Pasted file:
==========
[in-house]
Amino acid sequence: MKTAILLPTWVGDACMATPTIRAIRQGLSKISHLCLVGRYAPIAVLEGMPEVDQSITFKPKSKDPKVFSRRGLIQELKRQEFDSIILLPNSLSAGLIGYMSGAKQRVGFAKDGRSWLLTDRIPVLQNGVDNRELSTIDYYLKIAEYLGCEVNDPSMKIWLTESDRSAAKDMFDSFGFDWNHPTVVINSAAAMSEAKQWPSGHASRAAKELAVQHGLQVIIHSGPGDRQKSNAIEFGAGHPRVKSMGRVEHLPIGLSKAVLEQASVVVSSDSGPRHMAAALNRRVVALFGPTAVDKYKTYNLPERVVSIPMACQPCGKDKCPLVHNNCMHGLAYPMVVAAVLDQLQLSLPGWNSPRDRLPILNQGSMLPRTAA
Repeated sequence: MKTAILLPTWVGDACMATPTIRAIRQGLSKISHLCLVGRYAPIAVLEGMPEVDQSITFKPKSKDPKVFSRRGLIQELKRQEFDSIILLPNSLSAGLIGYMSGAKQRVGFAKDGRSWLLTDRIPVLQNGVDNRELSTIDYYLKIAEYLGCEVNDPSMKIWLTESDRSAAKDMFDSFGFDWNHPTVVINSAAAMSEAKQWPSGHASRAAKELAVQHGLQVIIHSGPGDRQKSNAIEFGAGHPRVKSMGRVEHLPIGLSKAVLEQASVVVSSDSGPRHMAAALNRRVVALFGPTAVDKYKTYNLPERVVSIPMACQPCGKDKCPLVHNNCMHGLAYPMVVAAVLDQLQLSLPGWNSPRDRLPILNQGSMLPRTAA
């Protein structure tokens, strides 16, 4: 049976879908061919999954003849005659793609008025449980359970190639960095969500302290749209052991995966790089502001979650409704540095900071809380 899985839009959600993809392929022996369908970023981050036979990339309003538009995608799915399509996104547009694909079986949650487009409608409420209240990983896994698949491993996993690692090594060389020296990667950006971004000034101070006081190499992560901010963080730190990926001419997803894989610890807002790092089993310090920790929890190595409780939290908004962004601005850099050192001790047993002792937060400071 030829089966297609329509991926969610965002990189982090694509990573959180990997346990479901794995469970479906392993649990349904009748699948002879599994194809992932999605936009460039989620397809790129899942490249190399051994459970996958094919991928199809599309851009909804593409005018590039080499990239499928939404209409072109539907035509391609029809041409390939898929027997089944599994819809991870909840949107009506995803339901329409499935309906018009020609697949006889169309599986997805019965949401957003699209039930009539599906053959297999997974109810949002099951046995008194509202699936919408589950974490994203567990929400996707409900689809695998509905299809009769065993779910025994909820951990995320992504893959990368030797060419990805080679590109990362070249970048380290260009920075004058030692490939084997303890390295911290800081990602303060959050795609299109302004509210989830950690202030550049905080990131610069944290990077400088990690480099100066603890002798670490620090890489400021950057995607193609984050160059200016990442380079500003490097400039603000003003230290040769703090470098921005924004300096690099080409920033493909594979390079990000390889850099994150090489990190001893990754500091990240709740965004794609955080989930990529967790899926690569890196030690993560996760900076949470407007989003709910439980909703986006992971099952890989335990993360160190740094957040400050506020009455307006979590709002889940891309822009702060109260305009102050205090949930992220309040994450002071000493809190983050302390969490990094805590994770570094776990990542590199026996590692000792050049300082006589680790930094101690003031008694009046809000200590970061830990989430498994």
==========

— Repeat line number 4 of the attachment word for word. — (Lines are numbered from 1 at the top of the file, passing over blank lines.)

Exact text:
């Protein structure tokens, strides 16, 4: 049976879908061919999954003849005659793609008025449980359970190639960095969500302290749209052991995966790089502001979650409704540095900071809380 899985839009959600993809392929022996369908970023981050036979990339309003538009995608799915399509996104547009694909079986949650487009409608409420209240990983896994698949491993996993690692090594060389020296990667950006971004000034101070006081190499992560901010963080730190990926001419997803894989610890807002790092089993310090920790929890190595409780939290908004962004601005850099050192001790047993002792937060400071 030829089966297609329509991926969610965002990189982090694509990573959180990997346990479901794995469970479906392993649990349904009748699948002879599994194809992932999605936009460039989620397809790129899942490249190399051994459970996958094919991928199809599309851009909804593409005018590039080499990239499928939404209409072109539907035509391609029809041409390939898929027997089944599994819809991870909840949107009506995803339901329409499935309906018009020609697949006889169309599986997805019965949401957003699209039930009539599906053959297999997974109810949002099951046995008194509202699936919408589950974490994203567990929400996707409900689809695998509905299809009769065993779910025994909820951990995320992504893959990368030797060419990805080679590109990362070249970048380290260009920075004058030692490939084997303890390295911290800081990602303060959050795609299109302004509210989830950690202030550049905080990131610069944290990077400088990690480099100066603890002798670490620090890489400021950057995607193609984050160059200016990442380079500003490097400039603000003003230290040769703090470098921005924004300096690099080409920033493909594979390079990000390889850099994150090489990190001893990754500091990240709740965004794609955080989930990529967790899926690569890196030690993560996760900076949470407007989003709910439980909703986006992971099952890989335990993360160190740094957040400050506020009455307006979590709002889940891309822009702060109260305009102050205090949930992220309040994450002071000493809190983050302390969490990094805590994770570094776990990542590199026996590692000792050049300082006589680790930094101690003031008694009046809000200590970061830990989430498994």